79. Thus the date for the start of the period of limitation being fixed and unalterable, although the fourth son had a right to sue for setting aside the father's alienation, he had no remedy, as it was already barred to him, on the expiry of 12 years of the start; and this was the case, although the plaintiff did not come into existence till seven years after alienation. Mr. Iqbal Ahmad relied on some Indian cases also and they are two cases decided by the Lahore High Court. One is Bank of Multan Ltd. v. Hukum Chand AIR 1923 Lah. 58 and Bhim Singh v. Official Liquidator, Union Bank of India Ltd. AIR 1927 Lah 433. The learned Judges of the Lahore High Court in deciding these cases re-lied on the English cases already discussed by me, namely, In re Lands Allotment Co. (1894) 1 Ch. D 616 and In re City Equitable Fire Insurance Co. Ltd. (1925) Ch. 407 at p. 507 in which the ramark occurs that S 165 of 1862 or Section 215 of 1908 did not create any new rights. We have tried to show how dangerous it is to rely on a remark taken apart from the facts which led to them. Their Lord-ships of the Lahore High Court also relied on an Indian case, namely, Kumarpuran v. Pestonji (1903) 5 Bom LR 683. There, Jenkins, C.J., quoted the expression that the misfeasance section (to call it shortly) did mot give new rights, but simply provided a summary mode of enforcing rights which, must otherwise have been enforced by a suit. The ob-serration read in connexion with the facts of the cases, in which it was made, is unexceptionable and so it was in the Bombay case. Jenkins, C.J., quoted the expression only to see whether the application before him disclosed a case for investigation or not. In the result, the appellant before the Court was held to be not liable and the claim against him was dismissed.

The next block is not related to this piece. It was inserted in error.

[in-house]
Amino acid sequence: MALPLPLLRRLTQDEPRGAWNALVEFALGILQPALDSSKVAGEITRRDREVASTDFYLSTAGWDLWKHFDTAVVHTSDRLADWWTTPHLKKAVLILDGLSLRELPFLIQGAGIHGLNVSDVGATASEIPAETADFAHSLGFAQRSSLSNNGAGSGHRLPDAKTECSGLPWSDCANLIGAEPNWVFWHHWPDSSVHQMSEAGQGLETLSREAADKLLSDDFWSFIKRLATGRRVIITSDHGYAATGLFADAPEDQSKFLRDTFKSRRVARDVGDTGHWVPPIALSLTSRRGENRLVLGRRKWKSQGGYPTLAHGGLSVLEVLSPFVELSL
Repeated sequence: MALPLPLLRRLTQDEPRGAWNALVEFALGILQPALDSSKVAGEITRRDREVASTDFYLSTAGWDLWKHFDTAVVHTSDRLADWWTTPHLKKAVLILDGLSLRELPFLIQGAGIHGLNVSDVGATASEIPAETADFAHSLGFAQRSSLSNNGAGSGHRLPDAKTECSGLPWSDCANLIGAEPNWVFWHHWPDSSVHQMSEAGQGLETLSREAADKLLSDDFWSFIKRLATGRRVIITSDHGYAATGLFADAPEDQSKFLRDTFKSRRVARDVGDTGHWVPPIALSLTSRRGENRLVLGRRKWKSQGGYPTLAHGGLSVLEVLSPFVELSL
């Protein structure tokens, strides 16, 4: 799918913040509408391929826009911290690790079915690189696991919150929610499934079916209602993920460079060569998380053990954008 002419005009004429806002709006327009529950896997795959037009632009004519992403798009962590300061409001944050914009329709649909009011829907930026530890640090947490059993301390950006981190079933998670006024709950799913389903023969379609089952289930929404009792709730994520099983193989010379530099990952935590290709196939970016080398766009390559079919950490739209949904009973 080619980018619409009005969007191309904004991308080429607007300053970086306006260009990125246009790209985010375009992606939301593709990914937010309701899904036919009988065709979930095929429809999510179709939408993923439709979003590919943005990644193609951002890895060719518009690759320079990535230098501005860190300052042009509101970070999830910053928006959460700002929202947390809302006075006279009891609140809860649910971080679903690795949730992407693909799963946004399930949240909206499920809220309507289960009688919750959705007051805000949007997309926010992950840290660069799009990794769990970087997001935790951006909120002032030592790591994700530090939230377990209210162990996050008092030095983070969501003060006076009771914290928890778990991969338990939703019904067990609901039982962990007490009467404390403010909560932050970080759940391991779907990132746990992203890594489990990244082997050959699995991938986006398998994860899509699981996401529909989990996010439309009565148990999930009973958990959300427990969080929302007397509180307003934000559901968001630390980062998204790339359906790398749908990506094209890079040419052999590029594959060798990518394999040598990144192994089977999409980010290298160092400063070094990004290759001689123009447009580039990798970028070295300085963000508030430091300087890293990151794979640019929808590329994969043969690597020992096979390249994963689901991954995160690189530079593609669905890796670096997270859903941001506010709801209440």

80. Having disposed of the authorities relied on on behalf of the respondent, let us see what is the article of the Limitation Act which we can apply. In order to see the suitable article out of the 183 articles provided by the Indian Act we have to see which is the most applicable. Before Sub-section 3, Section 235, Companies Act, 1913, was enacted, on the use of the word 'application' in the first sub-section, it appears to have been held in D. Connell v. Himalaya Bank Ltd. (1895) 18 All 12, that no rule of limitation applied. On the other hand, in Ramasamy v. Streeramelu (1896) 19 Mad. 149, it was held that the application was one which fell under the heading of 'applications' in Schedule 1, Limitation Act:, and not under the heading of 'suit.' This was a Letters Patent appeal and the learned Single Judge had dismissed the application on the ground that it was barred by Article 36, Limitation Act. It was pointed out that it was an 'application' that was before the Court and not a suit. It was probably owing to these decisions that the legislature declared that although what the liquidator, creditor and contributory produced before the Court was in the shape of an application, it was to be treated as a suit and not as an application. In our opinion the third sub-section of Section 235 has no significance beyond this. Before leaving this point, we may point out that in the Allahabad case just quoted, viz., D. Connell v. Himalaya Bank Ltd. (1895) 18 All 12, it was held that to the special proceeding provided by Section 214 Companies Act, 1882, Article 36, Limitation Act, was not applicable.